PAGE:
Long QT Syndrome (LQTS)

We estimate that at least 1 in 2000 people in the United States have congenital long QT syndrome (LQTS). Nearly half of those with LQTS NEVER have a symptom!

LQTS is a highly treatable disorder and, with correct diagnosis and common treatments, most deaths are preventable.


LQTS is a disturbance of your heart’s electrical system. It’s caused by abnormalities of microscopic pores (proteins) in the heart cells called ion channels. You can think of LQTS as a glitch in the electrical recharging phase of the heart.

LQTS is an inherited genetic condition, so if someone in your family is diagnosed with LQTS, it is extremely important that the rest of your family be tested for the syndrome.

Download our new Long QT Syndrome Fact Sheet that helps explain your condition to family, friends, and your community!

Download LQTS Fact Sheet


Nearly half of those with LQTS NEVER have a symptom. However, if the LQTS heart “spins electrically out of control” in its trademark cardiac arrhythmia (called torsade de pointes), sudden, temporary, loss of consciousness (syncope) is the most common event.

It is important to discuss any of the following events with your doctor:

Fainting or seizure during exercise, excitement or startle.

Family history of unexplained syncope, unexplained seizures, or sudden death in a young person.


Your doctor may suspect LQTS based on your personal story, your family story, and careful examination of your ECG. If your story is suspicious, a QT exceeding 470 ms in males and 480 ms in females is sufficient evidence for a diagnosis of probable LQTS, assuming that medications which prolong the QT interval or other QT-prolonging medical conditions have been ruled out.

You may come across the following tests when being diagnosed with LQTS:

  • Electrocardiogram (ECG or EKG) – usually more than one
  • A treadmill stress test with an ECG
  • Remote ECG Monitoring with a patch, Holter monitor, or event monitor


If you’re symptomatic, you should receive treatment, and most children and young adults should be treated even if they do not have symptoms.

The usual treatment involves taking beta-blocker medications daily (preferably nadolol or propranolol). This approach is effective for the majority of those with LQTS. It is very important that the medication be taken every day, and not be missed or omitted.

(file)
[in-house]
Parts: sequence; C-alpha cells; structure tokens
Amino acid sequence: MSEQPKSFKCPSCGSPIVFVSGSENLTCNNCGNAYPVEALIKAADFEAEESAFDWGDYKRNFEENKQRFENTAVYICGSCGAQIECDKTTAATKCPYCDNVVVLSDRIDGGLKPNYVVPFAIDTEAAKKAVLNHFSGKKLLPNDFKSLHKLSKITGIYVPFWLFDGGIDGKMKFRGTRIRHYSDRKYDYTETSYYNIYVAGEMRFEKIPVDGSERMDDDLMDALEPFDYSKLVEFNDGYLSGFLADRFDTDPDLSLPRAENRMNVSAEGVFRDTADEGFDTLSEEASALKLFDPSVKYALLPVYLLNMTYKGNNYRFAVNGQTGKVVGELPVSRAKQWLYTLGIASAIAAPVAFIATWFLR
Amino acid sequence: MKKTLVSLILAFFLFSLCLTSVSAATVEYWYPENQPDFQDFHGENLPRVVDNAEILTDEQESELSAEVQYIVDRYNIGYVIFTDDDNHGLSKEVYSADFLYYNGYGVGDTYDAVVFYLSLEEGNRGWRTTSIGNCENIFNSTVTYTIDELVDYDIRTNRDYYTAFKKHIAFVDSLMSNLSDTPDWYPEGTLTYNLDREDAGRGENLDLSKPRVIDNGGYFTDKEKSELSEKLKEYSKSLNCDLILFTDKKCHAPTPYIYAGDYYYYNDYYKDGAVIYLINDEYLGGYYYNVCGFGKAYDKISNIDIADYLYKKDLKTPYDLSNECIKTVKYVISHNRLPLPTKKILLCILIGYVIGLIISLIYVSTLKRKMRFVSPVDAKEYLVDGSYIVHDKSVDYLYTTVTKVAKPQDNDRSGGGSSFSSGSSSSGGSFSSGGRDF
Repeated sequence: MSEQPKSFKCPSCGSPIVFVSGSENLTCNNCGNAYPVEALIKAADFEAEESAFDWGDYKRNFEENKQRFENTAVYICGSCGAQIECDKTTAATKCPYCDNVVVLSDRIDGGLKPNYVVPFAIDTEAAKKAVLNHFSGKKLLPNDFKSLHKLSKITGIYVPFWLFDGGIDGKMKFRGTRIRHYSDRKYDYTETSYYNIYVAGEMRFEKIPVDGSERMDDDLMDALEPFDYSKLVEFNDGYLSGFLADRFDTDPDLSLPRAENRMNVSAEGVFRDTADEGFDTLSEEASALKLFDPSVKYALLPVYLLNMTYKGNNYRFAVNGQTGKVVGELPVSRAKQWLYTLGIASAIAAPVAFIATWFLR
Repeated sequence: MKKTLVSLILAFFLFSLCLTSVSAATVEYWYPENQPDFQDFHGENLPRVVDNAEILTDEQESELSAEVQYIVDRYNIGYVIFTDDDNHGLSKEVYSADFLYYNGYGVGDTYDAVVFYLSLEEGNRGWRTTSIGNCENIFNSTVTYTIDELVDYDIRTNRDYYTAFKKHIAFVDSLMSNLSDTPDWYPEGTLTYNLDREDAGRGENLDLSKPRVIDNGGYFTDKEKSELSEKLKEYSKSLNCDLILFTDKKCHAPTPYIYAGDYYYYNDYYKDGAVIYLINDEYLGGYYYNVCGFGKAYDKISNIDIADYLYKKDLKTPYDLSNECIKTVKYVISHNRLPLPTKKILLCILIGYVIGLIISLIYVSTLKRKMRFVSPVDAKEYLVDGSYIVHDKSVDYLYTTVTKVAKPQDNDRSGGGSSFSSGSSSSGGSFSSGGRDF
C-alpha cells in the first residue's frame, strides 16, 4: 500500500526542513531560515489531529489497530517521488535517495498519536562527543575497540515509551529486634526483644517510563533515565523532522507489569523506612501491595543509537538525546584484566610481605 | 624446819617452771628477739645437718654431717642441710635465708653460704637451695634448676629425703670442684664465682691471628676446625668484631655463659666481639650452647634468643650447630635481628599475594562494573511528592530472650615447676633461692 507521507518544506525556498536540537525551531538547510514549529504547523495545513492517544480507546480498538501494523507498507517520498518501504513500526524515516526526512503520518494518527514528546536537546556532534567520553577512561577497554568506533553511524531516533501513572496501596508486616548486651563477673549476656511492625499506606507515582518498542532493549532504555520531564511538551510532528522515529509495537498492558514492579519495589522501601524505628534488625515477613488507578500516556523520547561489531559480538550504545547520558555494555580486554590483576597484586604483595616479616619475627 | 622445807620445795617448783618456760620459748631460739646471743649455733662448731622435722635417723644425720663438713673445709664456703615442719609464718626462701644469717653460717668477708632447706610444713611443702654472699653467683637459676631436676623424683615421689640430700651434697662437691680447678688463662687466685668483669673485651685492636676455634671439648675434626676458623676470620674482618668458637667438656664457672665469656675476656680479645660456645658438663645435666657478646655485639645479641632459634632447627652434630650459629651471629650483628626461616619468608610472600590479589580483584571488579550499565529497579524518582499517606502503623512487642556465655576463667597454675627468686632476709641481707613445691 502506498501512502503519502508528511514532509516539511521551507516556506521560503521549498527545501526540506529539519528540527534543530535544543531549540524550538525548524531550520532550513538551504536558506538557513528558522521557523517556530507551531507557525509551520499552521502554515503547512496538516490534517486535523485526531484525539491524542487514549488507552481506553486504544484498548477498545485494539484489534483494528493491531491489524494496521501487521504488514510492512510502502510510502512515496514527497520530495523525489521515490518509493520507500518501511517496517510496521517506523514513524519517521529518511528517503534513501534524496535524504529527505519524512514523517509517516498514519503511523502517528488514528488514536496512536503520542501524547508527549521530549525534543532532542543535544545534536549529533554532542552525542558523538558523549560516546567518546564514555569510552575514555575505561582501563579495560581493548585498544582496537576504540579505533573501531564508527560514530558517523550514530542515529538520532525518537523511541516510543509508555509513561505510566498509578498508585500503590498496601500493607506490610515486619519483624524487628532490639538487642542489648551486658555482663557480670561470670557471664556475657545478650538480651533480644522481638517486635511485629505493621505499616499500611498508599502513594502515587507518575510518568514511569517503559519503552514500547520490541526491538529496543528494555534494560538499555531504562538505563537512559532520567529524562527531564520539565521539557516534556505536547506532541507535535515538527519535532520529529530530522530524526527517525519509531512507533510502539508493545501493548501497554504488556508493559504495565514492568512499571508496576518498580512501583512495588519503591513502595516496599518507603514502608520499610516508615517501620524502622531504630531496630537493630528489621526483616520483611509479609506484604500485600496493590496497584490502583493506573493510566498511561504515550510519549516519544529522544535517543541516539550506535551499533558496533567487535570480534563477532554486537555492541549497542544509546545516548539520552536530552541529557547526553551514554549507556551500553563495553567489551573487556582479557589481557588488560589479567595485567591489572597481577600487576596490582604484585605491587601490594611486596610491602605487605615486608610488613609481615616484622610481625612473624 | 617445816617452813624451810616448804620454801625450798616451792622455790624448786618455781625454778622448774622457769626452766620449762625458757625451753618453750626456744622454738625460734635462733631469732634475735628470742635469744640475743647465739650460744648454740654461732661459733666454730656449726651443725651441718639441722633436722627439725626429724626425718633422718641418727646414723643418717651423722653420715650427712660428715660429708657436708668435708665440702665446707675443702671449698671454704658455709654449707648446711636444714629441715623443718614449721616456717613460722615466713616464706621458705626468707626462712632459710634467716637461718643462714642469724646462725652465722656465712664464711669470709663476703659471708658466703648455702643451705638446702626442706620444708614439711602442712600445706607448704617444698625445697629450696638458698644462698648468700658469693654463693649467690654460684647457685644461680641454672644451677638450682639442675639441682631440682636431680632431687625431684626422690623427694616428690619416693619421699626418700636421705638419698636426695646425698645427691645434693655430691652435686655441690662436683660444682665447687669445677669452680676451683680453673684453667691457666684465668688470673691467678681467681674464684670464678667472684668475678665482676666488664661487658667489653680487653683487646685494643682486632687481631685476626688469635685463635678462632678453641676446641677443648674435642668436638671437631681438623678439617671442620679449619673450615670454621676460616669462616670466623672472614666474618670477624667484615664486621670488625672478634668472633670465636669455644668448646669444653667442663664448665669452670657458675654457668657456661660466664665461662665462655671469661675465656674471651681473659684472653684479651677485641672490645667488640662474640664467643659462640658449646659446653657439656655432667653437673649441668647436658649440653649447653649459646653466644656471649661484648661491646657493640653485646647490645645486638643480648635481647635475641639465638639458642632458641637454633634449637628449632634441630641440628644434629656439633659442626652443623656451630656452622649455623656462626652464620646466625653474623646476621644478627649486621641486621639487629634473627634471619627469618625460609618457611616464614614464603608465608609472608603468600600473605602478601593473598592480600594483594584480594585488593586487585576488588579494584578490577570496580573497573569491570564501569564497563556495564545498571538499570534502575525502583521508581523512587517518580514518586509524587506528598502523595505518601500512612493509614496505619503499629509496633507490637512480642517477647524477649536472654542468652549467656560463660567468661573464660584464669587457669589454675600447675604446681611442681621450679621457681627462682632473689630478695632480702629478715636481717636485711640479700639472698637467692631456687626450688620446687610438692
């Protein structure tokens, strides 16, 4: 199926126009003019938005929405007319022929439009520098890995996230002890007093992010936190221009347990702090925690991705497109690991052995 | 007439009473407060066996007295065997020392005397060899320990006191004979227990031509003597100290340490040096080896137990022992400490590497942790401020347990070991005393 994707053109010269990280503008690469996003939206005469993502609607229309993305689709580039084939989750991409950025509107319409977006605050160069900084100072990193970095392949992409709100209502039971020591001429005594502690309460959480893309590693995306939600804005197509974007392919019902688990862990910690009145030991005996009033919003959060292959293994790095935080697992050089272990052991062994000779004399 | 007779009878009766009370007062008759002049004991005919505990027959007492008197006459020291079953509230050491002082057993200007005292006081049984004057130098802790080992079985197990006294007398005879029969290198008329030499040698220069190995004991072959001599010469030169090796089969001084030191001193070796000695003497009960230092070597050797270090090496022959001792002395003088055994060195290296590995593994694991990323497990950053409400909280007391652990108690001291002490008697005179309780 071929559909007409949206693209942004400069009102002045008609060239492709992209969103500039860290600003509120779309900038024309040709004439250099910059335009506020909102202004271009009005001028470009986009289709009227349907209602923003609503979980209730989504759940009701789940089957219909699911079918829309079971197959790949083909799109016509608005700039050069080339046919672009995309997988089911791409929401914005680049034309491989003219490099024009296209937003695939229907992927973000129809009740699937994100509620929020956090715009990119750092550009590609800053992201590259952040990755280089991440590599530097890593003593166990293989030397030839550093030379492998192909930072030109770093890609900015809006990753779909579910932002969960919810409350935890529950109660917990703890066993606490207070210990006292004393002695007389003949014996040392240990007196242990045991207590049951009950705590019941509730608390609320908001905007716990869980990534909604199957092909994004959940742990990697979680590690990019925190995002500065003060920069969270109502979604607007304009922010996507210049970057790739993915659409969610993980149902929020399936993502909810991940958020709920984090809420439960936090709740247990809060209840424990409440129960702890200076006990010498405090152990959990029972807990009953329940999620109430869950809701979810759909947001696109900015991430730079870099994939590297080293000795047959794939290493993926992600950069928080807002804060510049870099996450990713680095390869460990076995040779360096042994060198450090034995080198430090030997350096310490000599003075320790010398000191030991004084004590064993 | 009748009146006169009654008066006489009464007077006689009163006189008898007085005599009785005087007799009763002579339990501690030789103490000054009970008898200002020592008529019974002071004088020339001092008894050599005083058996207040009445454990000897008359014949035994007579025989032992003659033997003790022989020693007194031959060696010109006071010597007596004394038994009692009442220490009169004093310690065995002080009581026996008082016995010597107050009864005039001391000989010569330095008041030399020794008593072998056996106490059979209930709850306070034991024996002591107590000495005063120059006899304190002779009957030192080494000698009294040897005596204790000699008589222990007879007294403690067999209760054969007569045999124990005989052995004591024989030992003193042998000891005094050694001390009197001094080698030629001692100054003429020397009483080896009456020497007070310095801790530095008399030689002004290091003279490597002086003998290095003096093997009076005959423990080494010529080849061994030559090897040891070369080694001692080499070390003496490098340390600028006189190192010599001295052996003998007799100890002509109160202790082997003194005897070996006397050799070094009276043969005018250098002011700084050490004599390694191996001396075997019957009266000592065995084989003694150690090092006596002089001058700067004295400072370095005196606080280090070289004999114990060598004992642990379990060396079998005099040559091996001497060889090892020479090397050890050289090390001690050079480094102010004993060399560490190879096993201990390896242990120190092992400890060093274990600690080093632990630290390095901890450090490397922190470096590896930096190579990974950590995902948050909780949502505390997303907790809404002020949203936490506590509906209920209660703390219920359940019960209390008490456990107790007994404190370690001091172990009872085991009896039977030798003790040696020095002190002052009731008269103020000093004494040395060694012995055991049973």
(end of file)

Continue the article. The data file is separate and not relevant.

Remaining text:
If you continue to have symptoms despite appropriate doses of beta-blockers, or are not able to tolerate your beta- blocker therapy, you may need additional medications, surgery (left cardiac sympathetic denervation [LCSD]), or device therapy with an implantable cardioverter defibrillator (ICD).

You should also avoid medications that prolong the QT interval.

Click here for a complete list of drugs that prolong the QT interval.

Playful Indian family sitting isolated over white background


How SADS and Hopkins Collaborate to Help ARVC Families

We often hear from those with ARVC wondering how both organizations can help support their family, and which resources each organization offers. Here are some answers to your questions. 

Get Support

Are you living with Long QT Syndrome? Would you like to connect with others for support and to share resources and information? Join SADS Connection!
To read stories of SADS families just like yours, and learn more about life with Long QT Syndrome, visit our blog at SADS.org/blog.


Long QT Syndrome Brochure
Long QT Syndrome Brochure in Arabic (متلازمة الفترة )
Timothy Syndrome (a rare type of LQTS with autism and webbed toes/fingers)